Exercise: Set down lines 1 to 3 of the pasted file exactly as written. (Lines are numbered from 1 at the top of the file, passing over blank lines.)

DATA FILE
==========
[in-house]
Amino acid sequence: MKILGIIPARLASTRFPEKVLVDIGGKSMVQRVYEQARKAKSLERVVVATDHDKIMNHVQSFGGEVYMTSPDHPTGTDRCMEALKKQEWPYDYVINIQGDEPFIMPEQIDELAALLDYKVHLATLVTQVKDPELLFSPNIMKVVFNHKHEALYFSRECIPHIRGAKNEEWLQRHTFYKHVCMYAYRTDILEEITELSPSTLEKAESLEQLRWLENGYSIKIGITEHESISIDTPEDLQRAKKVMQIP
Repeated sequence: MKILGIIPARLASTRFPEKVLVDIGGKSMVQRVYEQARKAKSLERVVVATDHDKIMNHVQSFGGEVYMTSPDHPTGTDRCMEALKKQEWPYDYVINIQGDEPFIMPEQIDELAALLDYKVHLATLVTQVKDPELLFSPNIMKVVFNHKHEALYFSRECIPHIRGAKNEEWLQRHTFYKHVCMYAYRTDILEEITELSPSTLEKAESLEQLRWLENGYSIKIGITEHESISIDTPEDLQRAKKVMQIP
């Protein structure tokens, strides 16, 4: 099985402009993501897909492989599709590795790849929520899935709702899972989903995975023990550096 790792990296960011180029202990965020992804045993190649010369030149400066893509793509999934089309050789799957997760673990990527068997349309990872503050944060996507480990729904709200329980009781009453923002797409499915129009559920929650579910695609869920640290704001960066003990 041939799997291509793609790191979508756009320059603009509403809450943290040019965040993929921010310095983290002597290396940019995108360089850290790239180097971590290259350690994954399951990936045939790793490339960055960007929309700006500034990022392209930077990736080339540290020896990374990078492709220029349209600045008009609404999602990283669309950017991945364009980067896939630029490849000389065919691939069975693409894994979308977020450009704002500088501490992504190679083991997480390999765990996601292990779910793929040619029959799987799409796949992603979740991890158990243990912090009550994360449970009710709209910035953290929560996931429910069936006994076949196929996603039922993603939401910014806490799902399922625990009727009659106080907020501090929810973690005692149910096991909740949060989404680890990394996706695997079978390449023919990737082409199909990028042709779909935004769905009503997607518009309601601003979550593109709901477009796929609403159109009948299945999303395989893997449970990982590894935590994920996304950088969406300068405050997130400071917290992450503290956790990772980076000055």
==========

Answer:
[in-house]
Amino acid sequence: MKILGIIPARLASTRFPEKVLVDIGGKSMVQRVYEQARKAKSLERVVVATDHDKIMNHVQSFGGEVYMTSPDHPTGTDRCMEALKKQEWPYDYVINIQGDEPFIMPEQIDELAALLDYKVHLATLVTQVKDPELLFSPNIMKVVFNHKHEALYFSRECIPHIRGAKNEEWLQRHTFYKHVCMYAYRTDILEEITELSPSTLEKAESLEQLRWLENGYSIKIGITEHESISIDTPEDLQRAKKVMQIP
Repeated sequence: MKILGIIPARLASTRFPEKVLVDIGGKSMVQRVYEQARKAKSLERVVVATDHDKIMNHVQSFGGEVYMTSPDHPTGTDRCMEALKKQEWPYDYVINIQGDEPFIMPEQIDELAALLDYKVHLATLVTQVKDPELLFSPNIMKVVFNHKHEALYFSRECIPHIRGAKNEEWLQRHTFYKHVCMYAYRTDILEEITELSPSTLEKAESLEQLRWLENGYSIKIGITEHESISIDTPEDLQRAKKVMQIP